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Tougher Law, New Resources Add to Fight Against Synthetic Drugs

August 06, 2014

DULUTH – As a tougher state law against synthetic drugs goes into effect this month, Minnesotans also have a new website to get factual information about the dangers and risks posed by the deadly substances.

Human Services Commissioner Lucinda Jesson today announced the launch of a new website,, designed to provide resources and information for parents, youth, educators, health care professionals and others who may encounter synthetic drugs. Visitors to can learn what types of substances, packaging and paraphernalia to look for, as well as what effects these drugs may have and how to reach out for help. The website is optimized for mobile and tablet devices.
“We want people to know that synthetic drugs, which until recently could be purchased in some stores, are in fact very dangerous and illegal. will give parents and others with young people in their lives the information they need to recognize synthetic drugs and start conversations about the substances before they cause more harm in Minnesota communities,” Jesson said.

Synthetic drugs include any substance meant to mimic the effects of illegal chemicals and are typically found as either synthetic cannabinoids, sometimes referred to as synthetic marijuana, or synthetic cathinones, more commonly known as bath salts. Synthetic drugs are most popular among teens and young adults and second only to marijuana in drugs commonly used by youth, according to the National Institute on Drug Abuse.

Rep. Erik Simonson and Sen. Roger Reinert of Duluth sponsored legislation this session granting the Minnesota Board of Pharmacy greater authority to identify and ban the sale of synthetic drugs after seeing the negative impacts from sale of the drugs in their community. Gov. Mark Dayton praised recent efforts.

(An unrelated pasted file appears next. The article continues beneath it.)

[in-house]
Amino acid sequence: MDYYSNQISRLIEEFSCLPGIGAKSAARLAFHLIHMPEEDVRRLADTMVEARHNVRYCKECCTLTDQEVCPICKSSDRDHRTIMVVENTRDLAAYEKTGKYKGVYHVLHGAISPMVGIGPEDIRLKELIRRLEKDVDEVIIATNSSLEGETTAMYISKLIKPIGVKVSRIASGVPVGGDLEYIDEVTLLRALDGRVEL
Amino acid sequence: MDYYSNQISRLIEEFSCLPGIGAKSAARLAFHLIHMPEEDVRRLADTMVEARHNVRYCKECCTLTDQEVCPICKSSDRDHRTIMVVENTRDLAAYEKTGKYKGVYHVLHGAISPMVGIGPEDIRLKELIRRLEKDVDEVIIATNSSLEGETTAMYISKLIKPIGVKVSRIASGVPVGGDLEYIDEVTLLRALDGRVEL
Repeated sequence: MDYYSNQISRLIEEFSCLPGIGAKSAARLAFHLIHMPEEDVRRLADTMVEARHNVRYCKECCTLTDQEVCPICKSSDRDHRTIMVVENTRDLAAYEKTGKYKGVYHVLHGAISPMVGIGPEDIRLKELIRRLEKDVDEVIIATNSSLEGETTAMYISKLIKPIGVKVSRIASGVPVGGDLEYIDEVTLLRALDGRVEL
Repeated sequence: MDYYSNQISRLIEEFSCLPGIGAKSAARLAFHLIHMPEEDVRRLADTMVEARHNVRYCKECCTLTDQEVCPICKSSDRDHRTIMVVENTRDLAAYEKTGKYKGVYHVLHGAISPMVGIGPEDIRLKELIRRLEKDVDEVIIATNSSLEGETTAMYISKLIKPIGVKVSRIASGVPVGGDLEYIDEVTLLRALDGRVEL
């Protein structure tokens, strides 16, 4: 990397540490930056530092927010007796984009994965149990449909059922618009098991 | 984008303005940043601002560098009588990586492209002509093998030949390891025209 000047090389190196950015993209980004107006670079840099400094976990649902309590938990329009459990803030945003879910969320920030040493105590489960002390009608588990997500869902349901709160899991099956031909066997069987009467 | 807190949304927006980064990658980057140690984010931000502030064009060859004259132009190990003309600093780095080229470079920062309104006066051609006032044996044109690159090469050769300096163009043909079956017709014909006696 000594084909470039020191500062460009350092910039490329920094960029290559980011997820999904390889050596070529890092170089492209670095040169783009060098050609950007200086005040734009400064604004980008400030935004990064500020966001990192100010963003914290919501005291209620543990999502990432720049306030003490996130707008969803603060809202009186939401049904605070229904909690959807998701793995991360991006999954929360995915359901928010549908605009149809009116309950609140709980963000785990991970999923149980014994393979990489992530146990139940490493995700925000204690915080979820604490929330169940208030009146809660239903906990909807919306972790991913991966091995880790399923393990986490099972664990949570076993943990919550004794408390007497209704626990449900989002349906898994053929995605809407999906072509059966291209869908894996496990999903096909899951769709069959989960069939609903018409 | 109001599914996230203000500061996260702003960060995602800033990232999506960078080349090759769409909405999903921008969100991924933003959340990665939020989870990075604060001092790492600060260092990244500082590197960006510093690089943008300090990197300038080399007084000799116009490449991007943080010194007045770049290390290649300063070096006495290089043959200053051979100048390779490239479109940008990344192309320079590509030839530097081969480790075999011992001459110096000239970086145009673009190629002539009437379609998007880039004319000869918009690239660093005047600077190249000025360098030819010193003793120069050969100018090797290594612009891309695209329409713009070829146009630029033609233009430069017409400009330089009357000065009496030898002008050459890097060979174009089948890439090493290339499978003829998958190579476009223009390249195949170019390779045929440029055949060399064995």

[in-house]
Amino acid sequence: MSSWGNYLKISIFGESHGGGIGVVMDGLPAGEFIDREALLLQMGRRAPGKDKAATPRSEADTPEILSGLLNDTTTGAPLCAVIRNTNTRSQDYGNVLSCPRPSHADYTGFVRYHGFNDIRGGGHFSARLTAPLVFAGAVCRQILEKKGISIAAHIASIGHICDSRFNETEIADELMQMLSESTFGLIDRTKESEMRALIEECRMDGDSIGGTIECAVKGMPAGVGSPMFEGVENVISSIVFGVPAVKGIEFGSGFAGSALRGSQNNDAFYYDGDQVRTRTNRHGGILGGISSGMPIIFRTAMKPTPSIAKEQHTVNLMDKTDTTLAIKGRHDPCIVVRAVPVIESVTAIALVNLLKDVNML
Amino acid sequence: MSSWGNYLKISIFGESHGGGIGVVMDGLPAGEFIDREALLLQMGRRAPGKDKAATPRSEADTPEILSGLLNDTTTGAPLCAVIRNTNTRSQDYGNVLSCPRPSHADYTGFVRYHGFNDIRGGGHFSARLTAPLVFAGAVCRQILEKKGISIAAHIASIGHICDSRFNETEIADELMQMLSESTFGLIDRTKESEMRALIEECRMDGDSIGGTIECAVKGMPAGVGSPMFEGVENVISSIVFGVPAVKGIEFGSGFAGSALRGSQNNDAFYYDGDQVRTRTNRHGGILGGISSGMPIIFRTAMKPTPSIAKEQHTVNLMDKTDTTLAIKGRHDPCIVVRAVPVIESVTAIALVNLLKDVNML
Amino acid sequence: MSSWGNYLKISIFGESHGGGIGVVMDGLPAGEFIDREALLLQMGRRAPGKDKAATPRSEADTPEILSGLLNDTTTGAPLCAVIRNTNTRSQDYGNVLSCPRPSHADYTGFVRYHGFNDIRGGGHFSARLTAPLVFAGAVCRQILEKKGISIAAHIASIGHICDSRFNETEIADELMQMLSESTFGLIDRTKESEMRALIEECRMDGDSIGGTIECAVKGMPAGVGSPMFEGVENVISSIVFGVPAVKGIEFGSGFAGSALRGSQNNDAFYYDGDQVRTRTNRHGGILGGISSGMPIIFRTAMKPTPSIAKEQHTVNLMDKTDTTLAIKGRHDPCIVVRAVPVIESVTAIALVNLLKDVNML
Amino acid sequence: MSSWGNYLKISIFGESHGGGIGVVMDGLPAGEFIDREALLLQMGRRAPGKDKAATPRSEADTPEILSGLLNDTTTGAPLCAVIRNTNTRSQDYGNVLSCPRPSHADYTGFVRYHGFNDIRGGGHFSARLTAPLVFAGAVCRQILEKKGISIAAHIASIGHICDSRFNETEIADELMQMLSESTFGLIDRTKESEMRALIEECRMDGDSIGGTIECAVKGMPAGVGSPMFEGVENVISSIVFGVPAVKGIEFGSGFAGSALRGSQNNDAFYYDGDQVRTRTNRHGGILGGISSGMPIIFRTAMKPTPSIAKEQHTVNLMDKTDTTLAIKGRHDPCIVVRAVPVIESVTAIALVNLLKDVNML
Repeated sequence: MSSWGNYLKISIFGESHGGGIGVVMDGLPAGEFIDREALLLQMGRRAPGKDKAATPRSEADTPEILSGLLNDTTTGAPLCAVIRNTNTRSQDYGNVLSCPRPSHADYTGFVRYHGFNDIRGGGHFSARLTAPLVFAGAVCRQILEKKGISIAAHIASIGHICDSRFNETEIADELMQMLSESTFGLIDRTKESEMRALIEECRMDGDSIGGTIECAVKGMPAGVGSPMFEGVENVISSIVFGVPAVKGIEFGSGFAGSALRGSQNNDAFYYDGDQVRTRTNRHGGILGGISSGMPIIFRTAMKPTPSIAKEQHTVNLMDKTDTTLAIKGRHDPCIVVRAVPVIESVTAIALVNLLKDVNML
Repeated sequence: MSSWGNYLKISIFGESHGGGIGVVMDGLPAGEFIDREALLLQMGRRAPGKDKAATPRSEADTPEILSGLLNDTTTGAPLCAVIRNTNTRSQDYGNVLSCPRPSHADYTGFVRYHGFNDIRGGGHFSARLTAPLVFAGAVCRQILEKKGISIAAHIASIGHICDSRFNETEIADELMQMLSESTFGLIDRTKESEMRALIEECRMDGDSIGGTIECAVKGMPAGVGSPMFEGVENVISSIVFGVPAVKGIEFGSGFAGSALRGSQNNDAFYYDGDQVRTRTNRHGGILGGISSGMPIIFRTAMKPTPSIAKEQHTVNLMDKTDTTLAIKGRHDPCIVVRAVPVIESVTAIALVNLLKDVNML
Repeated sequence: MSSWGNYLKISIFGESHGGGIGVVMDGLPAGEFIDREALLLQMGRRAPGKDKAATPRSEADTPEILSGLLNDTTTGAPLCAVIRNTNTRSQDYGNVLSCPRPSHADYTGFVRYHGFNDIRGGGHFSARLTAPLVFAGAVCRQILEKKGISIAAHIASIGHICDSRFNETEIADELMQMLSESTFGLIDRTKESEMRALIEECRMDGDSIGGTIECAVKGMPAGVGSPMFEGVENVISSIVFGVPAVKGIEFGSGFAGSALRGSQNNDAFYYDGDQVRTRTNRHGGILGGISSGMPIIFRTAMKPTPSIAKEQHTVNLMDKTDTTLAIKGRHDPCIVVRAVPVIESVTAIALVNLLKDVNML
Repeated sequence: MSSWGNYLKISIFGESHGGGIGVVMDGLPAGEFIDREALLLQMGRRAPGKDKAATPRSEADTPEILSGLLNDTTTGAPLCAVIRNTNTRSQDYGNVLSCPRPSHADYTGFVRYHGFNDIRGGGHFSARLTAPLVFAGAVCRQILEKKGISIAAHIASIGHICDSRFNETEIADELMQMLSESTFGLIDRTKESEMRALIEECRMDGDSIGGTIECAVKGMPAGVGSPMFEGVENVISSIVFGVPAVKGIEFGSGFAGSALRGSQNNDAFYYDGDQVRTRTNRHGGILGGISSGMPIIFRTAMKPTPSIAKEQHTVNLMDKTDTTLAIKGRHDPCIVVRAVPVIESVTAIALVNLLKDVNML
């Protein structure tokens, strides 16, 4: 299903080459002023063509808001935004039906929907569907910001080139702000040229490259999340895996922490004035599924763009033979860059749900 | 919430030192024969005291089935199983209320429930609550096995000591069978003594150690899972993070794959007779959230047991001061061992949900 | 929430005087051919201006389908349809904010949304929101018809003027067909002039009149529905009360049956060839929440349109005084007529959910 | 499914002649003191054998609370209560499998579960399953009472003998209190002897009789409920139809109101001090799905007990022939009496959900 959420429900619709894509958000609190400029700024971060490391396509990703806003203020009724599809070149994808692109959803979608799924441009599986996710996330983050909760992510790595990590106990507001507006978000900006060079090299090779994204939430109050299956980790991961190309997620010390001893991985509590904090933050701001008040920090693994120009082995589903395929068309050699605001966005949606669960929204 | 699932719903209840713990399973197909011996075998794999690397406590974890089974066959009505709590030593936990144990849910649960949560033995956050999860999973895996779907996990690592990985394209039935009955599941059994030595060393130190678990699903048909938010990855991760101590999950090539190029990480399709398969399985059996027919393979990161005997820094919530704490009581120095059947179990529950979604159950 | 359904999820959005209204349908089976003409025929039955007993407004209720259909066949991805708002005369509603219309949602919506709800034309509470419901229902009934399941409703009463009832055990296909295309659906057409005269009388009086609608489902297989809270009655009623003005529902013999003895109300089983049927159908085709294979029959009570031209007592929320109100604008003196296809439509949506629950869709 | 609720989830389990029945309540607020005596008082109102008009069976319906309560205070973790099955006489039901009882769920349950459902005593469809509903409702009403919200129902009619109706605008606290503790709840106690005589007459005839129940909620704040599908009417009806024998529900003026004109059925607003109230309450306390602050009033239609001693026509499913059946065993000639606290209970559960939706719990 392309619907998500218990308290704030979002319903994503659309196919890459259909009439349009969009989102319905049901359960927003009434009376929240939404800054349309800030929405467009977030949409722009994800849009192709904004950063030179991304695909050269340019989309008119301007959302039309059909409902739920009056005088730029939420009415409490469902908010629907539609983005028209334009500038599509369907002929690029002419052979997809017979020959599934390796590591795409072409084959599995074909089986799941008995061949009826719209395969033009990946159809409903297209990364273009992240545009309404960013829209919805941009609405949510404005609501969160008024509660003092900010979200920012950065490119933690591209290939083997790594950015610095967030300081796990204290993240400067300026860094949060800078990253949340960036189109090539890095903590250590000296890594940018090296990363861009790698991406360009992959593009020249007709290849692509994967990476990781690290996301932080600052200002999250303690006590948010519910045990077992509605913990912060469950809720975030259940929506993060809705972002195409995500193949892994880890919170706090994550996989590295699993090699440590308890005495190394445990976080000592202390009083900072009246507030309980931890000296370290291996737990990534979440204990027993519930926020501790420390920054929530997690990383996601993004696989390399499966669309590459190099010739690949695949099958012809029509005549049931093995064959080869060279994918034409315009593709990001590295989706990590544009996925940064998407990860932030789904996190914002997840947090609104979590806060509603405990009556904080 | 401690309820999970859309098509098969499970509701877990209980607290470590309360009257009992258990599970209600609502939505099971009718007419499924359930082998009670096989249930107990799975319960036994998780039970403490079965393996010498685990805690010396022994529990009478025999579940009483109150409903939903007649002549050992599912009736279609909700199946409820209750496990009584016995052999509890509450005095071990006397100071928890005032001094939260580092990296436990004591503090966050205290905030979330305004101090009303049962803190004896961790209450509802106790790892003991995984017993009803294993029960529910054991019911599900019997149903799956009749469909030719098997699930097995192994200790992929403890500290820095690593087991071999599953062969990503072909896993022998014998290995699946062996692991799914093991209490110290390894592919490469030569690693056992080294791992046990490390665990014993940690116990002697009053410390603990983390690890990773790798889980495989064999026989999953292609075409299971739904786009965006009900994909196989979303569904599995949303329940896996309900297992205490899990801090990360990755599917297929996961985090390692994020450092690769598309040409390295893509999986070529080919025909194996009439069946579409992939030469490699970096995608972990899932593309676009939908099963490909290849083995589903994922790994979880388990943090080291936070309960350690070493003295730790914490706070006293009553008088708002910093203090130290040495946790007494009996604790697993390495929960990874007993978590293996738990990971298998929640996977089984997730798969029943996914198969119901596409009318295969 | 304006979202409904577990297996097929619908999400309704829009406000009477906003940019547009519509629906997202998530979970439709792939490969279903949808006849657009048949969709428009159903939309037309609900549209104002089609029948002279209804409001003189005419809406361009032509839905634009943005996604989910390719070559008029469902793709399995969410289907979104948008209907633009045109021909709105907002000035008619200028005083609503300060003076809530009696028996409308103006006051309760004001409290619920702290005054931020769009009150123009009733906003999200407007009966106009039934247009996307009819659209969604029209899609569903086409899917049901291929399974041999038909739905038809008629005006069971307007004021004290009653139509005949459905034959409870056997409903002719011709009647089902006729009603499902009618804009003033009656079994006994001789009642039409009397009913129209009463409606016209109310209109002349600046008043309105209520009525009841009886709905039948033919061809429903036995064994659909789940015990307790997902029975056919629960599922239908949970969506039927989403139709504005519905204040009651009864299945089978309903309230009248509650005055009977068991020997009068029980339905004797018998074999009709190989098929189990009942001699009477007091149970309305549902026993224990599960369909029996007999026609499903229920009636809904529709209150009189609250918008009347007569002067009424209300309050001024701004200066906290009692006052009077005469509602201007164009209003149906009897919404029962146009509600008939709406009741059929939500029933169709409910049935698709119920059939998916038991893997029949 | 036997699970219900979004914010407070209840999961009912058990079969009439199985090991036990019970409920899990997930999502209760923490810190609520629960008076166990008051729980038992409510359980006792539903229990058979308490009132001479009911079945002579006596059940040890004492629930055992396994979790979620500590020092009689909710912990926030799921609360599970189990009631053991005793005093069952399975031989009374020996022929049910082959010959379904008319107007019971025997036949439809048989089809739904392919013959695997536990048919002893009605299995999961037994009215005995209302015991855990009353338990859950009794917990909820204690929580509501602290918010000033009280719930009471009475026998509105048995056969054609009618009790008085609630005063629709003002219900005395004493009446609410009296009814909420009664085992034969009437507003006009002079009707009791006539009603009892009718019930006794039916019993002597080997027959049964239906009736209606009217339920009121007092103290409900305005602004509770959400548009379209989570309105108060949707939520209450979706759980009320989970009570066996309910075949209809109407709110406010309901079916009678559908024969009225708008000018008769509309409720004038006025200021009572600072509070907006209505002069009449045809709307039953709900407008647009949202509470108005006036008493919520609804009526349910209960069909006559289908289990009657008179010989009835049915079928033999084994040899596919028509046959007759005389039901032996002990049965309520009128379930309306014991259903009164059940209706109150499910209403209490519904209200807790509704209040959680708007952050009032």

“Synthetic drugs have led to criminal activity and pose a serious risk to Minnesotans,” said Gov. Dayton. “I thank Representative Simonson and Senator Reinert for leading the charge on this new law.”

The legislation, effective Aug. 1, 2014, ensures that synthetic drug manufacturers can no longer stay ahead of prosecution and misrepresent the drugs as a “legal high” simply by altering chemical compounds. Sale of these synthetic drugs already is expressly prohibited but the new legislation empowers the Minnesota Board of Pharmacy to issue cease and desist orders to businesses that sell synthetic drugs. The law also expands the definition of “drug” to any substance not approved for human consumption that, when ingested, induces an effect similar to Schedule I or II controlled substances such as heroin, LSD, marijuana and others. In addition, the legislation appropriates funding to the Department of Human Services to increase public awareness efforts regarding the dangers of synthetic drugs.

“Thanks to a lot of hard work from local officials and federal agents, Duluth’s problem with synthetic drugs has essentially gone away,” said Simonson, who joined Jesson this morning in Duluth. “This state law helps prevent it from happening again in our city or anywhere else “No parent, child, friend or neighbor should have to experience the damaging consequences of synthetic drug use.”

Cody Wiberg, executive director of Minnesota Board of Pharmacy, said his agency will use the new law in an effort to get retail establishments in the state to stop selling synthetic drugs.

“It is now very clear in Minnesota that synthetic drugs are illegal to sell in stores. This law gives us important tools to help keep these dangerous products off store shelves and out of the hands of young people across the state,” said Wiberg, who participated in today’s news conference at the Duluth Public Safety Building.

Also participating in the news conference were Dr. Elisabeth Bilden, medical toxicologist and emergency physician at Essentia Health, who talked about the medical risks of using synthetic drugs, and Duluth Police Lt. Jeff Kazel, who shared a law enforcement perspective about the community’s role in preventing synthetic drug use. was created by the Minnesota Department of Human Services in partnership with state agencies participating in the Minnesota State Substance Abuse Strategy.  These include the departments of Public Safety, Health, Education, Labor and Industry and Corrections as well as the judicial branch and the Minnesota Board of Pharmacy. The strategy was launched in 2012 with the goal of addressing the effects of substance abuse on the state in the most comprehensive way.